I NEW CORN, 3 cans for 25 cts. NEW TOMATOES,
mail-1 3 lb. can, 10 cts. EARLY JUNE PEAS, 3 cans, 25 cts.
Pub- - Our new evaporated peaches, the best on the market,
lishing House, is confined Jo her home
by sickness.
Miss Mary L. Clark, of 610 Jo John
ston avenue, the efficient cashier at
the National Baptist Publishing
House, was quite ill the first part ol
the week.
Mrs. Harriet Ballentine, of Padii
cah, Ky., arrived in the city last Sat
urday night to attend the funeral of
Mrs. Mary Burton.
Mrs. Nannie S. Iliz, who lias been at
Jeffersonville, Ind., returned to the
city Wednesday night.
FINE SPUN COTTON.
"Sea Island cotton is the best kind,"
said a Southerner. "It is finer and
silkier than any other cotton in the
world. A pound of it can be spun into
4,770 miles of thread.
"For an experiment once in the Eng
lish town of Manchester, a skilled spin
ner spun a pound of Sea Island cotton
into a single thread 1,000 miles long.
"Then for another experiment he
took another pound of cotton and spun
it into as many hanks as he could get.
lift eot. 11.000 hanks in all, and the
varn in each measured 840 yards
Thus out of a pound of cotton 4770
miles of yarn was produced. This
yarn, though, was too fine to be of any
practical utility." Philadelphia Bulle
tin.
10 cts. per lb. We carry a full line of stove-pipes,
skuttles and shovels. We also carry a nice line of
country and western brand shoulders and sides.
1U-1S-U7
SEWING ONE SEAM FOR 15 YEARS.
"The ease with which people can
become habituated to any kind of un
interesting w'ork, no matter how mo
notonous it is, may be seen every day
n any shoe factory," says a gentleman
connected with this St. lxuis industry.
'In a shoe factory the division of la-
ior is carried to me inmost possioie
extent. As a rule one operative per
forms one operation and no more.
There is one woman in our employ
who for fifteen years has sewed the
seam which begins at the right of the
eyelets, runs to the top, then around
and down on the other side. The ma
chine works so rapidly that she actu
ally spends almost as much time in
picking up and laying down the shoe
and adjusting it to the machine as is
required to do the sewing, and this
work she keeps up day after day dur
ing all the working hours. One might
suppose the monotony or me tasic
would wear on her health and spirits.
hut it does not seem to do anything of
the kind. She is one of the most cheer-
ORIGIN OF THE CRAVAT.
At
by
First a Wide Neck Band Worn
Austrian Cavalrymen.
While every man wears a cravat,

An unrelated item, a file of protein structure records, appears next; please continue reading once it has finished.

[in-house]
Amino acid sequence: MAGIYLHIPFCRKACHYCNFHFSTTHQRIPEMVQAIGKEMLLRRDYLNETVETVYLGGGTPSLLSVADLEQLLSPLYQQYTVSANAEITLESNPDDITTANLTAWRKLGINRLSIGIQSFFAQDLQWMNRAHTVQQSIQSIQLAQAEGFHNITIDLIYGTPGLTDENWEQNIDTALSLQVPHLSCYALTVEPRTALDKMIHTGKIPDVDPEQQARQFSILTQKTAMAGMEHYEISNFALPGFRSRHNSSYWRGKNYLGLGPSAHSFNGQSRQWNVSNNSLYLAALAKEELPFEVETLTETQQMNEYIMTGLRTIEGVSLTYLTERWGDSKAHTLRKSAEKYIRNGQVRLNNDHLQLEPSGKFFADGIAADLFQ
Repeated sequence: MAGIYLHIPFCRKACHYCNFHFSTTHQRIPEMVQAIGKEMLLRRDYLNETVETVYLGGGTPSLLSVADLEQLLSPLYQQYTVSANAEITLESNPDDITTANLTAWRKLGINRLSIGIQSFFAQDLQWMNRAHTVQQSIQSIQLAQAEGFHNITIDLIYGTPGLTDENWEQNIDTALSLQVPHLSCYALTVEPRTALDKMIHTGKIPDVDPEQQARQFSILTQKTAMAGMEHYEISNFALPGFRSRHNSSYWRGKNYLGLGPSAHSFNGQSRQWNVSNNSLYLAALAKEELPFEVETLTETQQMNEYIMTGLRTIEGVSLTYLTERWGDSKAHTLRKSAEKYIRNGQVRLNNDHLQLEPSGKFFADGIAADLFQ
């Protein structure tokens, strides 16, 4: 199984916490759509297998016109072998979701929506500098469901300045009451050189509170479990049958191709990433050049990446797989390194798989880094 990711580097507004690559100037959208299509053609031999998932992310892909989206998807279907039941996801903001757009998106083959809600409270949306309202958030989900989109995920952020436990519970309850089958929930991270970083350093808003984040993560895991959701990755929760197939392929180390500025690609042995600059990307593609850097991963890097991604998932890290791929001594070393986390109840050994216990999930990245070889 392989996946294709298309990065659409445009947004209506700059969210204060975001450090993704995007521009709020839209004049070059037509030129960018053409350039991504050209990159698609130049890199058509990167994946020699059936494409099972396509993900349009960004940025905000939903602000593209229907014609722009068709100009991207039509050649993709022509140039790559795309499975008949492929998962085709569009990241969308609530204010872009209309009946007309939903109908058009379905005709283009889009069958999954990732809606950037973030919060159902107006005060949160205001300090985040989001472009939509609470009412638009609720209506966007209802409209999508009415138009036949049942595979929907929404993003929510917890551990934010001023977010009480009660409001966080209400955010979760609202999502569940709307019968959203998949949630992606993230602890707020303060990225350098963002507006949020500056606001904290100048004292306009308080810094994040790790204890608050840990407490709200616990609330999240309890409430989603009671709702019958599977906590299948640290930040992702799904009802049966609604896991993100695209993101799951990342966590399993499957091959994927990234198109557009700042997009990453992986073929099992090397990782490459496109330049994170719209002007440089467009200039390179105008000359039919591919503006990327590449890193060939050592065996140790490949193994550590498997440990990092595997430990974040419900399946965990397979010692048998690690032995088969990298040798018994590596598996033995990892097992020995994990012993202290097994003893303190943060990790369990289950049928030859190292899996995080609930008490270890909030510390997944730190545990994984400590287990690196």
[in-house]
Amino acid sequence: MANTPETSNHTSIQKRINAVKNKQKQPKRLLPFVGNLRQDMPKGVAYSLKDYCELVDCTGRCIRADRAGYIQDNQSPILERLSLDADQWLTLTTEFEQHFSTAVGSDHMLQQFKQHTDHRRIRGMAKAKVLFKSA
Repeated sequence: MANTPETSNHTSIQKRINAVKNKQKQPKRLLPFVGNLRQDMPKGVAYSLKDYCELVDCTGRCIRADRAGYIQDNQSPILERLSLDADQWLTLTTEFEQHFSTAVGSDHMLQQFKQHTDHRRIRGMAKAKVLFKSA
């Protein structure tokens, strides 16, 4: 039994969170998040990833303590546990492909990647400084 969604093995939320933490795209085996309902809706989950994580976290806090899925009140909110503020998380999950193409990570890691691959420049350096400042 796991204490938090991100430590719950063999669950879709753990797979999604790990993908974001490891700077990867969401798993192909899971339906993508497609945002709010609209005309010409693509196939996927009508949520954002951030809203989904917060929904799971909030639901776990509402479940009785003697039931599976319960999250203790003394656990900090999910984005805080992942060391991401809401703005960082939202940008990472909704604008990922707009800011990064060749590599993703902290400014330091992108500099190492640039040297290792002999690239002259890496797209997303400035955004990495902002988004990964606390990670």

there is probably not one in a thou
sand who could, in an offhand way,
tell you how it came about that men
first, t.laced such an ornament about
their collar.
The word cravat came into our lan
guage about IfiliC. Prior to that year a
feature of the uniform of the Austrian
tavalry was a wide hand of coarse
linen worn in folds around the neck
under their short Hussar jackets. This
rnvnlrv organization was called thi-
"rravate," its members being sty le
the "Cravates."
Later, in the seventeenth century
France recruited a regiment of caval
rv nrlontinir for it the uniform of the
Austrian regiment recruited in Cro
atia. calling it the Royal Cravattrs
Later in England the word "cravat'
was applied to a neckerchief.
After the battle of stfamkirk In
1'Tindeis, in KW2. an English offin
brought home the "steamkirk," a Ion
fiuwing neckscarf edged with fine Flcm
ish la"e, the ends of which were drawn
through a buttonl... e of enormous
size. The neckwear of today is clear
lv tractable to the steamkirk and the
modifications it underwent Sartoria
Art Journal.
Pito Bros.,
TAILOR SHOP AD FRESSIM CUB,
Suits made lo order from $15 to $50.
Clothes Cleaned, Pressed, Altered and
Dyed. Ladies' Work a Specialty.
We (iiiiirantec (o Tress Your Clothes for
Sl.00 Per Month.
If yon want to buy,
If yon want to sell,
If yon want to rent,
SEE
T. CLAY &100RE,
MUlltV I'l mi EST1TE ACT.
Pythlnn Temple,
Ollicc, Main JM7. lit. Main 40JJ2-Y.
MS J Fill It j, Avenue J North.
ful women
Democrat.
in the factory." Globe
VIOLIN AS A
It. is now a
HAIR RESTORER.
scientifically proved
fact that music exercises a great influ
ence on the growth of the hair. It is
with good reason that great musicians,
such as Paganini, Liszt and Paderews
ki. are represented with a growth of
hair - which Absalom might have en
vied. Science has proved that stringed in
struments have a favorable influence
on the growth of the hair, while brass
instruments act in the opposite direc
tion. Every one has probably ob
served that a Laid violinist is as rare
as a bald horn player is common.
Wood instruments, such as the flute,
sepin to have no pronounced influence
either way. Paris Paper.
LITTLE GEM CAFE
FOR LADIES AND GENTLEMEN...
115 Fourth Ave. N.
Just what its name implies a Per
fect Little Gem bright and cheer
ry, clean tables and white linens.
WELL COOKED FOOD; COUR
TEOUS WAITERS.
LUNCHES. lOcand 15c. MALS 25c.
COIMXAIMD CO.,
J. H. C0PLLAND, MRS. C. M. H0RT0N.
lO-ll-'UTU
I'hone 2705.
Konms 3 ic 4.
CHURCH OF THE HOLY FAMILY.
At the Church of the Holy Family
last Sunday there were confirmed
about sixty young men and women.
Pishop Uyrne conducted the services.
He made a very interesting talk con
"r "ii in:.': the duty of the church and its
members. The services were very in-r-
?tinrr. There was a large congre
gation present.
Little Miss Katie A. Boyd, the
daughter of the irrepressible Glole
man, who has been dangerously ill
with typhoid fever, is slowly recovering,
R. L. MAYFIELD,
LAIAYER.
UlM'clarSI.
Msiiviinyrm.
STAR DRUG STORE.
I CAURY A VV.h LINK OP
Pruc, Jlcilirini-!!, Toilet Arties, Cbni, U Lter.
J. W UINSTON, Prop.,